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[PBML] Re: Methods To Login Unix

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  • Dan Boger
    On Fri, 07 Jan 2000 12:03:26 +0800 CN Liu wrote ... well, I can give you part of the solution - look at the crypt function: (snip from
    Message 1 of 4 , Jan 7, 2000
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      On Fri, 07 Jan 2000 12:03:26 +0800 CN Liu <cn@...> wrote
      concerning '[PBML] Methods To Login Unix':
      > Now, this is what I would like to achieve:
      > I have some HTML documents serviced by Apache httpd. Some of these
      > documents are to be accessed only by the users who also appear in
      > /etc/passwd. So, I will write a Perl script which first sends a HTML
      > form prompting user's login id and password. Having received the
      > userid/password pair entered by the user, in one way or another, the
      > Perl script then matches this userid/password on /etc/passwd &
      > /etc/shadow. If the matching succeeds, then those restricted HTML
      > documents are sent to browser by Perl script.

      well, I can give you part of the solution - look at the crypt
      function:

      (snip from 'perldoc -f crypt`):

      $pwd = (getpwuid($<))[1];

      system "stty -echo";
      print "Password: ";
      chomp($word = <STDIN>);
      print "\n";
      system "stty echo";

      if (crypt($word, $pwd) ne $pwd) {
      die "Sorry...\n";
      } else {
      print "ok\n";
      }

      which works quite well. Even with shadow files, since the getpwuid
      call is privilaged, I guess? just be aware, the sending password
      unencrypted over HTTP is a very very bad thing (TM).

      Hope that gives you a lead,

      Dan

      Dan Boger - Georgetown Institute for Cognitive and Computational Sciences
      dan@... ICQ: 1130750
      Georgetown University Medical Center Washington, DC
    • CN Liu
      ... Hello! Dan, The direction you gave me is very very helpful to me. It is almost the exact solution I need. The last, I hope, bottleneck I have is that
      Message 2 of 4 , Jan 10, 2000
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        >
        > well, I can give you part of the solution - look at the crypt
        > function:
        >
        > (snip from 'perldoc -f crypt`):
        >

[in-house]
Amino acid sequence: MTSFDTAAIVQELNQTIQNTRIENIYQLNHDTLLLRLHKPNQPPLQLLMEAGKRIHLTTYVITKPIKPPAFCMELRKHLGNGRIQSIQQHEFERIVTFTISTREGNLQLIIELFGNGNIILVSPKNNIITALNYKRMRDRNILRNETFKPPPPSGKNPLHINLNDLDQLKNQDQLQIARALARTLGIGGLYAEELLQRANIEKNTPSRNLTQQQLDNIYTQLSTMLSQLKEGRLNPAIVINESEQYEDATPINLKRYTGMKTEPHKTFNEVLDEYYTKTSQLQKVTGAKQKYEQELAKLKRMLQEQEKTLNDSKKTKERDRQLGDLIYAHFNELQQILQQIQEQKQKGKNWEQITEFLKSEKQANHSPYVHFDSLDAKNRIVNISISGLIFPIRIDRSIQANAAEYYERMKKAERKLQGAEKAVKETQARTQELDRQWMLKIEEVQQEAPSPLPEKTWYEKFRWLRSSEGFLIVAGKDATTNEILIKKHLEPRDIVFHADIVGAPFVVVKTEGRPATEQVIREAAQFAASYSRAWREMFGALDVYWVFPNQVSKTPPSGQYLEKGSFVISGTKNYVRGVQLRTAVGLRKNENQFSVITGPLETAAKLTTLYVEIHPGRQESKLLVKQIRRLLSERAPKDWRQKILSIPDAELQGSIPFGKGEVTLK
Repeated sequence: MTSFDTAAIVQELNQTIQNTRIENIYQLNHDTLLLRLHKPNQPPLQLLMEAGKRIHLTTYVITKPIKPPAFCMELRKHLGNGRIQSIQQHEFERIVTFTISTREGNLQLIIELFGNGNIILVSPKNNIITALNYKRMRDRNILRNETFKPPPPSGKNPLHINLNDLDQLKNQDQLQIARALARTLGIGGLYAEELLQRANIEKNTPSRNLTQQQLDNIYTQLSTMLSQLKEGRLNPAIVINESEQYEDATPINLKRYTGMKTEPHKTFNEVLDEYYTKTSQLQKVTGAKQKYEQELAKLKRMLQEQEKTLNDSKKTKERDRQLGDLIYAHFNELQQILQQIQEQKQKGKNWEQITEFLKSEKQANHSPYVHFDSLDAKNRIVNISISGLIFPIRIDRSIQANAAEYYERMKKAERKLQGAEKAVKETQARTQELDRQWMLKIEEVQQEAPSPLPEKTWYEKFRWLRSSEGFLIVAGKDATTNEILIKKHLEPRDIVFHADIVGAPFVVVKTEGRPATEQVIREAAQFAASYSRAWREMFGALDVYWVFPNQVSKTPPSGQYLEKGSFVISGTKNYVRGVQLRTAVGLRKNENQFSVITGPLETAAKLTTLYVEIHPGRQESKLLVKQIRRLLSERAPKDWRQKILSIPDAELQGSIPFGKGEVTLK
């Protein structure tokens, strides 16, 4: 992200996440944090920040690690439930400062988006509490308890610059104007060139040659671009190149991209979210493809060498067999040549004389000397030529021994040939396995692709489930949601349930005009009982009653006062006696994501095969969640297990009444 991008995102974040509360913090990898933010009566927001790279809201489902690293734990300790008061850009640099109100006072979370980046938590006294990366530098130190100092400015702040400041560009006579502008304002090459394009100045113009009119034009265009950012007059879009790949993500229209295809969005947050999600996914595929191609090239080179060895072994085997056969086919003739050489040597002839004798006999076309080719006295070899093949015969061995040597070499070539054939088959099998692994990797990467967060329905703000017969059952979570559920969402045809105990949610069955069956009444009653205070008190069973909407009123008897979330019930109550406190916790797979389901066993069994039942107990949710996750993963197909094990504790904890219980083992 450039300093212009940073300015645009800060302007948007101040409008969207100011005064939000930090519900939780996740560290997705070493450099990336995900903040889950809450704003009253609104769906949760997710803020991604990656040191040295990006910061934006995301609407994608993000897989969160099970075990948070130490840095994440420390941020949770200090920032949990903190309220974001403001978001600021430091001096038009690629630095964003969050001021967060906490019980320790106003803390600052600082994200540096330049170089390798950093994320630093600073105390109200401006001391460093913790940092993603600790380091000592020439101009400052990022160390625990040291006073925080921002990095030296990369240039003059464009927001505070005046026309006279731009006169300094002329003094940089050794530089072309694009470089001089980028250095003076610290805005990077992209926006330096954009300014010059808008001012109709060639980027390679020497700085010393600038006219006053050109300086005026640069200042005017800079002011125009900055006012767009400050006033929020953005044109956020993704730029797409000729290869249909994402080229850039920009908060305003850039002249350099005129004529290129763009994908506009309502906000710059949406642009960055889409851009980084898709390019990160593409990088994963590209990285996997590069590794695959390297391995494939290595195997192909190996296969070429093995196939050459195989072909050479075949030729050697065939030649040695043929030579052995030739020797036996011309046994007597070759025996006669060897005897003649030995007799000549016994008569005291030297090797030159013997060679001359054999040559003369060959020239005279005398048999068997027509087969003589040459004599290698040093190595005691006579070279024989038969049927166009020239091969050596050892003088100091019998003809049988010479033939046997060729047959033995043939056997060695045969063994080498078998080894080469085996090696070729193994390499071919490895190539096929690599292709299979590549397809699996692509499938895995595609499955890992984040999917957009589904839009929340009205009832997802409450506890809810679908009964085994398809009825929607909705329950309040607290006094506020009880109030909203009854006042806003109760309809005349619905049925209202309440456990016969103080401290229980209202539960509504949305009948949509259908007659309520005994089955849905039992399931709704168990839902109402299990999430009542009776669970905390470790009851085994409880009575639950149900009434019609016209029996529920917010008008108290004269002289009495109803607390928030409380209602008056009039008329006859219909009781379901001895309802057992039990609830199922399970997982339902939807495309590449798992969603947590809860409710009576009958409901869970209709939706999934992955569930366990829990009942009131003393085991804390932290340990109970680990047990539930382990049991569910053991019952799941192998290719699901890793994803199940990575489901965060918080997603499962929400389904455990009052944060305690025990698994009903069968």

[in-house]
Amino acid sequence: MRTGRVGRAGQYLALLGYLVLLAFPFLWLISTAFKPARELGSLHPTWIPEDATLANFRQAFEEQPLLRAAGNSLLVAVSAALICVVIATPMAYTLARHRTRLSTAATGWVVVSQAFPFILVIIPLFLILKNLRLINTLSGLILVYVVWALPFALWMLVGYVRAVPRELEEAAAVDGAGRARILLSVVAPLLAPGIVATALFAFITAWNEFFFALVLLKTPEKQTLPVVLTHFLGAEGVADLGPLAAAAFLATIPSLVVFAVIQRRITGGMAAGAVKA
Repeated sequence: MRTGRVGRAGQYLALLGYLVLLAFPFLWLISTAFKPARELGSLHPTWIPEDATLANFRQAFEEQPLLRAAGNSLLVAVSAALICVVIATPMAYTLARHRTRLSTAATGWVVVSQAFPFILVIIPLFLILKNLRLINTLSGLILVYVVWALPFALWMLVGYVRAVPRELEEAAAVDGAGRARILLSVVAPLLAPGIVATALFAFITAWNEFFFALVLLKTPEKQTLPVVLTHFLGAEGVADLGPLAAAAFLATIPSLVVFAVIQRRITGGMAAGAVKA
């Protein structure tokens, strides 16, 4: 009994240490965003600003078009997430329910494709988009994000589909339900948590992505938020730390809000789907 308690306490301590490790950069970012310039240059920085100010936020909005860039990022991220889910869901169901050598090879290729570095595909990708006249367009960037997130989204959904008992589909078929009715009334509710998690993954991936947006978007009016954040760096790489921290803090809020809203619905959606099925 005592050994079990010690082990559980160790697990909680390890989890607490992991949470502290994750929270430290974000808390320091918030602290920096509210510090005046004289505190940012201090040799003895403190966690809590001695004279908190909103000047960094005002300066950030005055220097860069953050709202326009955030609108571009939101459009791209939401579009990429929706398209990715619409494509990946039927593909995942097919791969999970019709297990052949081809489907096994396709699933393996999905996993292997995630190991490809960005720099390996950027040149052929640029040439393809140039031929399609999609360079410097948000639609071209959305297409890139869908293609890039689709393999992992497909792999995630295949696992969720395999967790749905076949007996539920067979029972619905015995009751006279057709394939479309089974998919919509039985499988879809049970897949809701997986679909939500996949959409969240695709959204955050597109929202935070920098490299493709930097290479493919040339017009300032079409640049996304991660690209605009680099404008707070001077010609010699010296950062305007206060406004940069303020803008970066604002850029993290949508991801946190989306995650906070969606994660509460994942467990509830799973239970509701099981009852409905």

> $pwd = (getpwuid($<))[1];
        >
        > system "stty -echo";
        > print "Password: ";
        > chomp($word = <STDIN>);
        > print "\n";
        > system "stty echo";
        >
        > if (crypt($word, $pwd) ne $pwd) {
        > die "Sorry...\n";
        > } else {
        > print "ok\n";
        > }
        >
        > which works quite well. Even with shadow files, since the getpwuid
        > call is privilaged, I guess? just be aware, the sending password
        > unencrypted over HTTP is a very very bad thing (TM).
        >
        Hello! Dan,

        The direction you gave me is very very helpful to me. It is almost the
        exact solution I need. The last, I hope, bottleneck I have is that
        function getpwuid does not return the password field in /etc/shadow.
        Instead, it returns "x" from /etc/passwd:

        #!/usr/local/bin/perl
        $pwd = (getpwuid($<))[1];
        print "===",$pwd,"===\n";
        ($name,$passwd,$gid,$members) = getgr*
        print "===",$passwd,"===\n";
        $pwd = (getpwuid(0))[1];
        print "===",$pwd,"===\n";

        Its output is:

        ===x===
        ======
        ===x===

        Best Regards,

        CN
      • Dan Boger
        On Mon, 10 Jan 2000 17:08:47 +0800 CN Liu wrote ... sorry, my mistake - it was working for me cause of our yp server. To be able to
        Message 3 of 4 , Jan 10, 2000
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          On Mon, 10 Jan 2000 17:08:47 +0800 CN Liu <cn@...> wrote
          concerning '[PBML] Re: Methods To Login Unix':
          > The direction you gave me is very very helpful to me. It is almost the
          > exact solution I need. The last, I hope, bottleneck I have is that
          > function getpwuid does not return the password field in /etc/shadow.
          > Instead, it returns "x" from /etc/passwd:
          >
          > #!/usr/local/bin/perl
          > $pwd = (getpwuid($<))[1];
          > print "===",$pwd,"===\n";
          > ($name,$passwd,$gid,$members) = getgr*
          > print "===",$passwd,"===\n";
          > $pwd = (getpwuid(0))[1];
          > print "===",$pwd,"===\n";
          >
          > Its output is:
          >
          > ===x===
          > ======
          > ===x===
          >

          sorry, my mistake - it was working for me cause of our yp server. To
          be able to read the shadow password, you have to run a privilaged
          process - that's the whole point of having shadow passwords. I don't
          know how you'd be able to authunticate as a non root in a shadow
          environment.

          Anyone else has ideas?

          Dan
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